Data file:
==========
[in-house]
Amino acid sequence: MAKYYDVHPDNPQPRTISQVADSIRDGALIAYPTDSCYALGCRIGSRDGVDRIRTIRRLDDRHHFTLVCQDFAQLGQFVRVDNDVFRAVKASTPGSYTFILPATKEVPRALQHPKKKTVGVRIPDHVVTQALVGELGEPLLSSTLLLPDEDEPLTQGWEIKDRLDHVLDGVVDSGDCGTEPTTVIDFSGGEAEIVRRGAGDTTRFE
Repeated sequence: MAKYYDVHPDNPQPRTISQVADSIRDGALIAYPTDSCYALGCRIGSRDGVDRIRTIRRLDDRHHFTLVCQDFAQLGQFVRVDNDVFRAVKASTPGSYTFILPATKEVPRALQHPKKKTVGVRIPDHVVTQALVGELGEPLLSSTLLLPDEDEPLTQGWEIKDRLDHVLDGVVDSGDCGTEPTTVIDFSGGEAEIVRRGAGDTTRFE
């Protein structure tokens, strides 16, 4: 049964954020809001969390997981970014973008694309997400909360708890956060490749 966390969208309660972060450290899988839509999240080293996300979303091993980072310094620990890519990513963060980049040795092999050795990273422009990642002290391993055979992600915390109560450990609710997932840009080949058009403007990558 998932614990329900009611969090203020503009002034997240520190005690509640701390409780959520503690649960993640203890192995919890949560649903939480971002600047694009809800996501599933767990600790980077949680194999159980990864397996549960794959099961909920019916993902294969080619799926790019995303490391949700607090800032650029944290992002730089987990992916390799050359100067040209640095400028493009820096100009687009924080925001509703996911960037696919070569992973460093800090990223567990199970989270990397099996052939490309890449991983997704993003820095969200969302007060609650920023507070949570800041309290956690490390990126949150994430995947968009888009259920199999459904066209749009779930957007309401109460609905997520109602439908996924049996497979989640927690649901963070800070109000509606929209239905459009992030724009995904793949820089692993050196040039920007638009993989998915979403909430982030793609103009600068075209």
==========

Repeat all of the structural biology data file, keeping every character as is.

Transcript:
[in-house]
Amino acid sequence: MAKYYDVHPDNPQPRTISQVADSIRDGALIAYPTDSCYALGCRIGSRDGVDRIRTIRRLDDRHHFTLVCQDFAQLGQFVRVDNDVFRAVKASTPGSYTFILPATKEVPRALQHPKKKTVGVRIPDHVVTQALVGELGEPLLSSTLLLPDEDEPLTQGWEIKDRLDHVLDGVVDSGDCGTEPTTVIDFSGGEAEIVRRGAGDTTRFE
Repeated sequence: MAKYYDVHPDNPQPRTISQVADSIRDGALIAYPTDSCYALGCRIGSRDGVDRIRTIRRLDDRHHFTLVCQDFAQLGQFVRVDNDVFRAVKASTPGSYTFILPATKEVPRALQHPKKKTVGVRIPDHVVTQALVGELGEPLLSSTLLLPDEDEPLTQGWEIKDRLDHVLDGVVDSGDCGTEPTTVIDFSGGEAEIVRRGAGDTTRFE
């Protein structure tokens, strides 16, 4: 049964954020809001969390997981970014973008694309997400909360708890956060490749 966390969208309660972060450290899988839509999240080293996300979303091993980072310094620990890519990513963060980049040795092999050795990273422009990642002290391993055979992600915390109560450990609710997932840009080949058009403007990558 998932614990329900009611969090203020503009002034997240520190005690509640701390409780959520503690649960993640203890192995919890949560649903939480971002600047694009809800996501599933767990600790980077949680194999159980990864397996549960794959099961909920019916993902294969080619799926790019995303490391949700607090800032650029944290992002730089987990992916390799050359100067040209640095400028493009820096100009687009924080925001509703996911960037696919070569992973460093800090990223567990199970989270990397099996052939490309890449991983997704993003820095969200969302007060609650920023507070949570800041309290956690490390990126949150994430995947968009888009259920199999459904066209749009779930957007309401109460609905997520109602439908996924049996497979989640927690649901963070800070109000509606929209239905459009992030724009995904793949820089692993050196040039920007638009993989998915979403909430982030793609103009600068075209």